John Turpish for Georgia State House

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Justice Reform


I’ve been saying one of the main issues I want to push for in the Assembly is justice reform, but that’s an incredibly broad term. So what do I mean by that? Well it’s broad on purpose, there’s a wide variety of places the government interacts with the citizen which could be made more just. I’ll look for opportunities to join up with Republican and Democratic members of the Assembly to move the ball on whichever issues I am. Some of the things we might want to reform:

  • Civil asset forfeiture
  • No-knock raids
  • Terms of probation
  • Decriminalization of victimless crimes
  • Excessive fines & takings
  • Immunity (qualified and maybe even absolute)
  • Occupational licensing (yes it’s tangentially related)

Well, that’s an awful lot to talk about. Too much for one day. So today I’ll just get into one narrow point, one of the biggest affronts to liberty in Georgia…

Mass Incarceration

That’s just fancy talk for sending too many people to jail and/or prison. And we do. A Georgian is

  • 3 x as likely to be locked up as a Minnesotan
  • 2 x as likely as a Utahn
  • Even more likely than an Alabaman
  • 4 x as likely as someone in that stalwart of human rights, Saudi Arabia
  • 5 x as likely as a Mexican
  • 6 x as likely as a Ukranian
  • 7 x as likely as a Frenchy
  • You get the idea

Why is that? Well, first of all, let me ask this basic question: who should be in prison? For me the answer is obvious: people whose actions have proven they are a danger to others.

So ask yourself: are Georgians terrible, dangerous people? I have nothing against folks from Utah. But are we really more than twice as dangerously criminal as they are? I don’t think so. I think Georgians are by and large decent people.

So who’s locked up that shouldn’t be? To my mind the main targets should be:

  • People who haven’t been convicted of anything
  • People who were convicted of something non-violent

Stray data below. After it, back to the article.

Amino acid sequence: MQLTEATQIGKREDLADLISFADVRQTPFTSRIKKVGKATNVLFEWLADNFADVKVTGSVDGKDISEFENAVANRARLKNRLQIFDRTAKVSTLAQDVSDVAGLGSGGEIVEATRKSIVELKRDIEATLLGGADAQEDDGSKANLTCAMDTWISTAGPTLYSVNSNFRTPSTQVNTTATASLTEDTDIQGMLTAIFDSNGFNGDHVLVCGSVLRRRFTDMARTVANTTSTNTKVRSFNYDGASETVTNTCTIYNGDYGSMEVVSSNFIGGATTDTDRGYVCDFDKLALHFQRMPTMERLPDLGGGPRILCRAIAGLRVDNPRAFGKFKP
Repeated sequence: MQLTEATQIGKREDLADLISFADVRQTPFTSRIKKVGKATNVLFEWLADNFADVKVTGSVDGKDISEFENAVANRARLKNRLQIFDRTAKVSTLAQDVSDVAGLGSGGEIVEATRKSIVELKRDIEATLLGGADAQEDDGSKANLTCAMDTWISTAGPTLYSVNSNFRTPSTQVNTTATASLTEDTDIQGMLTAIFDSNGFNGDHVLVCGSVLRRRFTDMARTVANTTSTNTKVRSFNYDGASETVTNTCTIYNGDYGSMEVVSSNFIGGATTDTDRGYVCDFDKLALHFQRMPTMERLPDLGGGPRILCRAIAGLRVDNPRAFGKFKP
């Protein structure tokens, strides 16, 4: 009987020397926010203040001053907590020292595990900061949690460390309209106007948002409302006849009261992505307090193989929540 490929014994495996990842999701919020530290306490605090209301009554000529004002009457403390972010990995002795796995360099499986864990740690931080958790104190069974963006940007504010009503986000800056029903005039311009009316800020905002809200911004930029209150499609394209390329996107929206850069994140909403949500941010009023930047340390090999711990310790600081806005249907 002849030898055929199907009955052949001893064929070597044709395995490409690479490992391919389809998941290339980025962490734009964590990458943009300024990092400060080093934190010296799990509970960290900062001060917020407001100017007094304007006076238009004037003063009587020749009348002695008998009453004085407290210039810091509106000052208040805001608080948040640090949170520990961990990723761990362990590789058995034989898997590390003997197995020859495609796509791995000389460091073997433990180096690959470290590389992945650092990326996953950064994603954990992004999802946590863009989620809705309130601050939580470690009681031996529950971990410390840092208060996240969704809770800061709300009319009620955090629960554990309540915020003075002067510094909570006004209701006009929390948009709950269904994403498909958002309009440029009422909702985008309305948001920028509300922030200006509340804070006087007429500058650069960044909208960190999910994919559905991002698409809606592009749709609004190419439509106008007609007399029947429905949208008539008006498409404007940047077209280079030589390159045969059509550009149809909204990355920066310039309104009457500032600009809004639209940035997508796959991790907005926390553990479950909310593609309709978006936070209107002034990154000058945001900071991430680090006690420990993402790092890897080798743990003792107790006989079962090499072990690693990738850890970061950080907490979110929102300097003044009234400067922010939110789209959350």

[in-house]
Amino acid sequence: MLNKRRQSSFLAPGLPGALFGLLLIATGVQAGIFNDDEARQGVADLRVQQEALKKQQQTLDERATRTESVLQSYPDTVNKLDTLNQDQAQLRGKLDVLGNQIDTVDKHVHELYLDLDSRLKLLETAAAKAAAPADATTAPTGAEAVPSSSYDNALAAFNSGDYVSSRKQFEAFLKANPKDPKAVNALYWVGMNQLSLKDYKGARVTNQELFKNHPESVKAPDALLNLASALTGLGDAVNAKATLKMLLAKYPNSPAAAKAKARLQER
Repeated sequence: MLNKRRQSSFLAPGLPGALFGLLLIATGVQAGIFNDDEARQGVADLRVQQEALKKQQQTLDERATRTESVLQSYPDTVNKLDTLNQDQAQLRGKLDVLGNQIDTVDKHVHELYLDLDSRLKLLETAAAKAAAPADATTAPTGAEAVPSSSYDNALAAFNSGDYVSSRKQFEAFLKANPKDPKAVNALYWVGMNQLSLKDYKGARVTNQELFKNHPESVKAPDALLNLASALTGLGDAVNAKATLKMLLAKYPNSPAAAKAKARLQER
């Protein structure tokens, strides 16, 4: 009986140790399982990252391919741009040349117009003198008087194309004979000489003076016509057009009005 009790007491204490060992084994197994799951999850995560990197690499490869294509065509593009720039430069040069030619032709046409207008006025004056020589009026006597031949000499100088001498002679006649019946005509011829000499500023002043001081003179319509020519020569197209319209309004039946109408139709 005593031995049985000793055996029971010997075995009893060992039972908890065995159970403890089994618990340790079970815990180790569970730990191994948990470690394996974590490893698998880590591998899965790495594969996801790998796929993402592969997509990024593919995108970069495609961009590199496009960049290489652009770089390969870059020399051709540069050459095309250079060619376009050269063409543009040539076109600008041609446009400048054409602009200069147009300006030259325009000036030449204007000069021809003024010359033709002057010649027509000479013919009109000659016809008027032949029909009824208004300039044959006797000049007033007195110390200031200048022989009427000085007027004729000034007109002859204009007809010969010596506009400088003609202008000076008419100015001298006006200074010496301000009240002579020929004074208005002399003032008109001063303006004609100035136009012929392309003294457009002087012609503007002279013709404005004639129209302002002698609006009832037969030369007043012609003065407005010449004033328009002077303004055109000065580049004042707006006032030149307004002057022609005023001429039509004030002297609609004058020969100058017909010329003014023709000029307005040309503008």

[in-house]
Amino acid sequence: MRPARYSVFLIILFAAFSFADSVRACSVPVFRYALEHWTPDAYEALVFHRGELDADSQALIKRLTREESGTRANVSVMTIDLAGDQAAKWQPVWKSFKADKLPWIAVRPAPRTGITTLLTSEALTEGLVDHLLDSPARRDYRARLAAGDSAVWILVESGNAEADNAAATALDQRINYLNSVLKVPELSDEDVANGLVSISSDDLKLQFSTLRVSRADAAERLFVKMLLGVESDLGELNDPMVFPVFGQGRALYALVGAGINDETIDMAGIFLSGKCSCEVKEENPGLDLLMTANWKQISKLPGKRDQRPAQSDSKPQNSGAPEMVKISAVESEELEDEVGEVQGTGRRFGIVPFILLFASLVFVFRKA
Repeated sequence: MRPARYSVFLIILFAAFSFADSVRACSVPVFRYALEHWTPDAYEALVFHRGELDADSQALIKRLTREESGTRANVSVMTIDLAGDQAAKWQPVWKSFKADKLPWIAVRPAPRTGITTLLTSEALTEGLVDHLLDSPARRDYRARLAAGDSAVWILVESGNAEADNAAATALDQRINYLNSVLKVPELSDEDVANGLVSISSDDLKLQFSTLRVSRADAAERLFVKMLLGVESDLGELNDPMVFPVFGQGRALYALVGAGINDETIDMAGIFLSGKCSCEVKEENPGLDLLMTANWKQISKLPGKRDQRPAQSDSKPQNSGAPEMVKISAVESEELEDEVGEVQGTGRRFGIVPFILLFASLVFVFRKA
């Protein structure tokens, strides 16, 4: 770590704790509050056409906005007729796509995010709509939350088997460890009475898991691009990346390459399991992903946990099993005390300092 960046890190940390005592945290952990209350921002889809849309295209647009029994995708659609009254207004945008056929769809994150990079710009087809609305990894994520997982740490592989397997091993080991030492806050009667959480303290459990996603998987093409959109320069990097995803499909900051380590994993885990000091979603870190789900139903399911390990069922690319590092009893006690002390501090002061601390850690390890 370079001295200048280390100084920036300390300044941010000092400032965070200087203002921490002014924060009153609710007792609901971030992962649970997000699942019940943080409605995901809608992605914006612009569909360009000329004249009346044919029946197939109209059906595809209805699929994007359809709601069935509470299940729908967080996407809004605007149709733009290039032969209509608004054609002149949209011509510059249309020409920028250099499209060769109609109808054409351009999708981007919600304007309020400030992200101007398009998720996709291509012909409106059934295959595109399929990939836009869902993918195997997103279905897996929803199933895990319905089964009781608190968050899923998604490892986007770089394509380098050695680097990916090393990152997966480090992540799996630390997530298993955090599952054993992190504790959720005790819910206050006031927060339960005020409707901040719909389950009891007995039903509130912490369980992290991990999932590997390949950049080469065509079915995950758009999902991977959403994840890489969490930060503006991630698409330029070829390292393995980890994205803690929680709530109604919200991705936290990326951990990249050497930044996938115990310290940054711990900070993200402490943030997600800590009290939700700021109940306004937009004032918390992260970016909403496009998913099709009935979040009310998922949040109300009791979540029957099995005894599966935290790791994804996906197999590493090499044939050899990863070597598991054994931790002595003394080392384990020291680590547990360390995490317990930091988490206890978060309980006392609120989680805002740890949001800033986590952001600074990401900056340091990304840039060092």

• Subset of that: people who were convicted of something which shouldn’t be against the law at all

Not convicted

The first case, the innocent-until-proven-guilty crowd, are mostly people who can’t afford bail, and they are most of the people in jail in Georgia. We should really try to avoid locking people up for being poor. But also if you really believe in “innocent until proven guilty”, I hope it concerns you how many people are in jail simply because someone said so, patiently waiting for their day in court.

Not violent

The main part of the second group should be facing punishment that’s less harmful to society. A victim of petty theft, for example, can be made whole without breaking up families and ending careers.

And it should always, ALWAYS, be the case that community service or similar can substitute for a fine. Once again, we shouldn’t lock someone up for being poor. In this case it’s actually worse than that, since getting locked up can cause other financial problems (losing a job, missing bill payments, etc.) putting them in a place where they’re even less likely to pay your fine. Oh and be careful with those late fees.

There may be cases where someone is just recalcitrantly refusing to submit to any form of correction other than jail, for years on end. Perhaps there may be a case so bad you feel the need to lock them up for a night or two to wake them up. But we really, truly, need to look for any other reasonable option.

Not the government’s business

There are things people do to themselves and each other I wish they wouldn’t, but haven’t done anything to me directly. Does that give me a right to put them in a cage in my house to stop them? If I’m not justified in doing so, how am I justified in asking police to do it for me?

It’s not a bad thing that you have concern for folks who make bad or questionable life choices, possibly starting from a bad position, and end up hurting themselves in one way or another. But putting that person in jail isn’t going to help them.

Yes this includes solicitation, gambling, possession, non-violent gun charges, the usual. But you knew I was going to say this, didn’t you?


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